The Inside Edge
No so long ago, buy-to-let was viewed as a pretty sure bet by those with money to invest; with the potential to make big long term profits, and a good interim income, they presented an attractive way to invest your money. But with current economic volatility, and the fluctuation in housing prices, it’s no surprise that some landlords are now rethinking their portfolios.
Digging into our own data (here at Simply Business) we can see that when we compare the average market value of those properties insured with us in 2008 vs 2010 there is a drop of 6%. This is particularly significant when you consider that prior to 2008 we’d seen prices appreciate year on year.
I guess the question on many landlord’s lips is – are we going to turn the corner and see property prices begin to recover? Or, is now the time to sell that buy to let? If you too are in this position it’s important not to act hastily – there are many things to consider when making the decision about whether or not to sell your buy-to-let property.
First and foremost you need to remind yourself of what your original investment aims were when you bought your buy-to-let. For the majority of landlords this kind of property is a long term, high-yield investment, as opposed to an investment for short-term capital appreciation. And if you fall into this category then it’s important to keep the long term in sight.
During the spring of 2010 thousands of owners off-loaded their buy-to-lets because of fears that the new government was going to raise Capital Gains Tax to 40 or 50%. In the end the increase (and only for those who fell into the high-tax bracket) was to 28%. This just goes to show that having a knee-jerk reaction in the world of property investment can be costly.
Similarly, to panic sell a property because there is a dip in market prices can end up being a mistake. Many landlords feel that if they fall into negative equity they should get rid of their buy-to-let. But this is really the worst time to sell. Prices rise and fall but over the longer term they tend to follow a significant upward trend. And the truth is that negative equity is only a problem if you sell, or find yourself in a position where you are forced to sell.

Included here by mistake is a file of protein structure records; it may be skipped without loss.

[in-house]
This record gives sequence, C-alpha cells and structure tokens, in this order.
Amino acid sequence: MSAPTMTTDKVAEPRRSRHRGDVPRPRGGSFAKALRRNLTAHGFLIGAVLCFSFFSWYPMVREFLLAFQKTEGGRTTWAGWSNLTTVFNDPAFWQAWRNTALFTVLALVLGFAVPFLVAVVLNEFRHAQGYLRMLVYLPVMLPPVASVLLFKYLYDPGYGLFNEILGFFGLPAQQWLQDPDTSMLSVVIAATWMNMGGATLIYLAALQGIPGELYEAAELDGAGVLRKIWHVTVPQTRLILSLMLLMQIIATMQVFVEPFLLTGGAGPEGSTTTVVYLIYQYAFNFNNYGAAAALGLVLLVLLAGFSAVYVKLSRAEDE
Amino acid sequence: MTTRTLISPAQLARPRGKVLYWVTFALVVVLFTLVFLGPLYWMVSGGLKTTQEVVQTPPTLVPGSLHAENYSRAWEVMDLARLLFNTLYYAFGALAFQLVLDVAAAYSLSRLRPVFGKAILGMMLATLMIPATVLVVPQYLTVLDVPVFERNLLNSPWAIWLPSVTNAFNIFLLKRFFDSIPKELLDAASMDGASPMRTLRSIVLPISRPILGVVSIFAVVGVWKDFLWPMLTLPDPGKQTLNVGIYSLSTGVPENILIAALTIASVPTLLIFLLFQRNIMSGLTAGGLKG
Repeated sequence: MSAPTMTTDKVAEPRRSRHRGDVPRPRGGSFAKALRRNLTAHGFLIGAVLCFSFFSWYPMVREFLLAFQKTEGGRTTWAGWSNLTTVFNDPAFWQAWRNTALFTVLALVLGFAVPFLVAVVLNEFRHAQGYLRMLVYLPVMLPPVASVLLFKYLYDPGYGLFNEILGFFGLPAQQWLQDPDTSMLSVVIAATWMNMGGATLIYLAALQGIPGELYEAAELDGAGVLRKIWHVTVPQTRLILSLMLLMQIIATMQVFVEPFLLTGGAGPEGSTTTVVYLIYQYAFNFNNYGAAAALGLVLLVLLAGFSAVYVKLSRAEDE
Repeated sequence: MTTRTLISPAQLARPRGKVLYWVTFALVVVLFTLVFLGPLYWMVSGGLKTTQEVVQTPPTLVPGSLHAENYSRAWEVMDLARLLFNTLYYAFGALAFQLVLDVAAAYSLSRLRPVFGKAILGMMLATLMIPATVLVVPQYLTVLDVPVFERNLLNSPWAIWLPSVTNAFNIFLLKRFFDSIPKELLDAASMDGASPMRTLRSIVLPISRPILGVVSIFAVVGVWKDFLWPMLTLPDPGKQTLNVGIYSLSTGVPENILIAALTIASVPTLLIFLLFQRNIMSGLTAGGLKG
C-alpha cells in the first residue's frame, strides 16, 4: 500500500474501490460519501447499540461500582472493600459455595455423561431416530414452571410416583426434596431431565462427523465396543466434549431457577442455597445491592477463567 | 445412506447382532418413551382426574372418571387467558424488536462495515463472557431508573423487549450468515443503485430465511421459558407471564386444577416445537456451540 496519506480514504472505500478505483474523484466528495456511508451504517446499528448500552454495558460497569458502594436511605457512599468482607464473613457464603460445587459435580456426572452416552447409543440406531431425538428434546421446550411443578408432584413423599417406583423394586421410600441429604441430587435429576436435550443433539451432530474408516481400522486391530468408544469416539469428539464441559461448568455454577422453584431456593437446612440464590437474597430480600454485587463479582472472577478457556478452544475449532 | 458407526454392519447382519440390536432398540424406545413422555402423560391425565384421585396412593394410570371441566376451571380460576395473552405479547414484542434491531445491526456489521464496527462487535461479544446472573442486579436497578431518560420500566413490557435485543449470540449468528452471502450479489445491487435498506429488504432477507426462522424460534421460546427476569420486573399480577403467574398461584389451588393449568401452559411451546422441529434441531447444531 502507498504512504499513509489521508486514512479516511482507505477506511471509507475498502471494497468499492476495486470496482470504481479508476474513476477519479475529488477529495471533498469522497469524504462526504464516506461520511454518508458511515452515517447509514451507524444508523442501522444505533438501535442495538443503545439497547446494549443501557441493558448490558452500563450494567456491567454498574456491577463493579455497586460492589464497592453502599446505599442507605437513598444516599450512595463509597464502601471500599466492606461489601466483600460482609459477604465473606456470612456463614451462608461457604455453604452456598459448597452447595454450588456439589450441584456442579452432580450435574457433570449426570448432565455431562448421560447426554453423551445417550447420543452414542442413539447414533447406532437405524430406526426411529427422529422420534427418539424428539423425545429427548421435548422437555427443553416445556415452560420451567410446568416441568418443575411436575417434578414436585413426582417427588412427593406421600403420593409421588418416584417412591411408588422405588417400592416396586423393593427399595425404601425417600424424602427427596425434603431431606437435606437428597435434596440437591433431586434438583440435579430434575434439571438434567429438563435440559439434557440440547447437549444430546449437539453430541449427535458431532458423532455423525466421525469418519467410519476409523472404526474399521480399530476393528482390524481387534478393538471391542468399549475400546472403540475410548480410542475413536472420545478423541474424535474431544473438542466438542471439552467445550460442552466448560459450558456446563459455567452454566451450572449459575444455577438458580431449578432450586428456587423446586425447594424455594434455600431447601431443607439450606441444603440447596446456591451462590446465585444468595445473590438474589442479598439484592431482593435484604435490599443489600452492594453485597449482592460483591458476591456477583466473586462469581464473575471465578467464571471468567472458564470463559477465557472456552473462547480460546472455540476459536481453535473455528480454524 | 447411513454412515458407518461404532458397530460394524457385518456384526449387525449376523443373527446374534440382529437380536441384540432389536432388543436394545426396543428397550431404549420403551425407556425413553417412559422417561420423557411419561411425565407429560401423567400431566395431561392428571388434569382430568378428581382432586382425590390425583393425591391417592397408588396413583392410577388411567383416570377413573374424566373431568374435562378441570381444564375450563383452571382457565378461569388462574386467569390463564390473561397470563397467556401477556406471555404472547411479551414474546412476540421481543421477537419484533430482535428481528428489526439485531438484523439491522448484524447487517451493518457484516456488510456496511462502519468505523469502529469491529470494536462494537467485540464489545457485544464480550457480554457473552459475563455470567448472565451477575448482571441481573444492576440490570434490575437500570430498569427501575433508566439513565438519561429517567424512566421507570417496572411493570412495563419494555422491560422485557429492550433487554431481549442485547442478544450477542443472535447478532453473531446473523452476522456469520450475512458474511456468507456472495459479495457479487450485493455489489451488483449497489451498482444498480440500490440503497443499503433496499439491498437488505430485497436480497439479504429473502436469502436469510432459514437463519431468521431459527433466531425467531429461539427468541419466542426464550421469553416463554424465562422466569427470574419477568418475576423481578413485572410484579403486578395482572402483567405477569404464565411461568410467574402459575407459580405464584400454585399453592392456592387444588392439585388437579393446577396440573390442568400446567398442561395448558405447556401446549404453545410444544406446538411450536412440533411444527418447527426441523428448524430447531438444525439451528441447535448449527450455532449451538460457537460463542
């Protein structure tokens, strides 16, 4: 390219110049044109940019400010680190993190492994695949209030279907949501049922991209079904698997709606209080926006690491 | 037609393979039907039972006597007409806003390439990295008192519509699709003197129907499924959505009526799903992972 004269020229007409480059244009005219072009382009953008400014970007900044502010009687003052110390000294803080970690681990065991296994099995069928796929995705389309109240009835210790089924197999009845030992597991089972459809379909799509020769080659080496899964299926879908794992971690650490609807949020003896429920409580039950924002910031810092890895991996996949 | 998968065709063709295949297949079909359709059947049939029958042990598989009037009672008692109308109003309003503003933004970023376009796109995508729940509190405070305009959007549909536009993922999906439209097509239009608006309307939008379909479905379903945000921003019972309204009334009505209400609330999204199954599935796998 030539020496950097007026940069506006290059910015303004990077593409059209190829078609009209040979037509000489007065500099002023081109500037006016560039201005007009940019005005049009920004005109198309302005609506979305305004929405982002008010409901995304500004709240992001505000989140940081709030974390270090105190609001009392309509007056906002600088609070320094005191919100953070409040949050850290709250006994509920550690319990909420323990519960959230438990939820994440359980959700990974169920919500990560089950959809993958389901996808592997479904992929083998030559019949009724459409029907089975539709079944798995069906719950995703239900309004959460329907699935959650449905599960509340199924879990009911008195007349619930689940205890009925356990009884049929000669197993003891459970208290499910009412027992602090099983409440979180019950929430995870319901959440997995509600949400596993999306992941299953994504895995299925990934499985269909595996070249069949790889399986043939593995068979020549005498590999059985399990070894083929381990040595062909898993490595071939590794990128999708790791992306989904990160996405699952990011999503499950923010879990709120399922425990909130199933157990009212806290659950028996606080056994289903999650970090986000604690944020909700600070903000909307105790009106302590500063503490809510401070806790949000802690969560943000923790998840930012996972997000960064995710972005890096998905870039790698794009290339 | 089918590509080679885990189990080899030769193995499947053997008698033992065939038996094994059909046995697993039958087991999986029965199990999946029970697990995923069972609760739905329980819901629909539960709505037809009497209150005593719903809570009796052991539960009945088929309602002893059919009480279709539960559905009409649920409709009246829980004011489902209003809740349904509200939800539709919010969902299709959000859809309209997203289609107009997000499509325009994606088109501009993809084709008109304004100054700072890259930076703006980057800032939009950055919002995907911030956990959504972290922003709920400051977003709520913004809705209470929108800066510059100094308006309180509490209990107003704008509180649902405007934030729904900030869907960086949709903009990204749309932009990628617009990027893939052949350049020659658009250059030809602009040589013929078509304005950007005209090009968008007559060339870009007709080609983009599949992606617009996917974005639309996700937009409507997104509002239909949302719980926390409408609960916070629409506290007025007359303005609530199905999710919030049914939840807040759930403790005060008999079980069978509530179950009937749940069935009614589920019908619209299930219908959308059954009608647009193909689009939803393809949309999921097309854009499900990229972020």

A long period of vacancy may also tempt landlords to sell their property. If this is the case for you, but you’re currently in negative equity it is important to note that there are other options open to you. It’s always worth doing a bit of research into other rental properties in your area. It can take only a small amount of money, and a little effort, to bring your property up to a standard where it will be easier to let.
But if you’ve reached a point where you’re ready to sell simply follow the usual property rules. It’s well known that between March and July is the best time of year to put your property on the market. And keep your eye on house prices and changes in tax and interest rates. The last thing you want is to be selling in a buyers’ market. But just as house prices fall, they also spike. If you see a number of houses under offer in your area it could be a prime time to catch the buyers who’ve missed out. However, if your neighbours have saturated the market with for sale signs that don’t seem to be going anywhere then it’s probably a good idea to hold off.
Overall, the most important thing to remember when you want to make a profit out of selling your buy-to-let is to not panic because of short term problems. Take the time to think through all of the issues at hand. And always remind yourself – making a high profit on the property market is a long term investment.